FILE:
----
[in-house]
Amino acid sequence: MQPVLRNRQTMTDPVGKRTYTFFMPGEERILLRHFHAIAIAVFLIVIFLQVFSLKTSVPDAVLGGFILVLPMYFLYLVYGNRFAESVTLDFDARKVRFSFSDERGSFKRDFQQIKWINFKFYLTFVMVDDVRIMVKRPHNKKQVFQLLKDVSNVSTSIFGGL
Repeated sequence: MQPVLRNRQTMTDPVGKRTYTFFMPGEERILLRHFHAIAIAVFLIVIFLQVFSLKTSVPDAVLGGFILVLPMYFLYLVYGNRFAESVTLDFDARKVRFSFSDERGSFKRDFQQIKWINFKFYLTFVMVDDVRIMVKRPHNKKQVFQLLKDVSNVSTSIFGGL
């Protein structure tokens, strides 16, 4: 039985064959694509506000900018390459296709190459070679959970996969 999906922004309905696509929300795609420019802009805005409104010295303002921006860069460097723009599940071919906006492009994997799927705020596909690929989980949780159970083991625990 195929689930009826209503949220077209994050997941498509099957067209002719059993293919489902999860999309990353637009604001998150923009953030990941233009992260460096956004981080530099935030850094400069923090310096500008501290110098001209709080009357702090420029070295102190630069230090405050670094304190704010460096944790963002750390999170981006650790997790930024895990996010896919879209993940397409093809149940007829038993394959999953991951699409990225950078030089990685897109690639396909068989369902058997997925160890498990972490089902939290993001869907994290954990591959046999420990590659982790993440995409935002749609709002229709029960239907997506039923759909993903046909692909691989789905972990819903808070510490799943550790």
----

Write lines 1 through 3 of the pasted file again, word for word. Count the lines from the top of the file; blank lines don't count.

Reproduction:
[in-house]
Amino acid sequence: MQPVLRNRQTMTDPVGKRTYTFFMPGEERILLRHFHAIAIAVFLIVIFLQVFSLKTSVPDAVLGGFILVLPMYFLYLVYGNRFAESVTLDFDARKVRFSFSDERGSFKRDFQQIKWINFKFYLTFVMVDDVRIMVKRPHNKKQVFQLLKDVSNVSTSIFGGL
Repeated sequence: MQPVLRNRQTMTDPVGKRTYTFFMPGEERILLRHFHAIAIAVFLIVIFLQVFSLKTSVPDAVLGGFILVLPMYFLYLVYGNRFAESVTLDFDARKVRFSFSDERGSFKRDFQQIKWINFKFYLTFVMVDDVRIMVKRPHNKKQVFQLLKDVSNVSTSIFGGL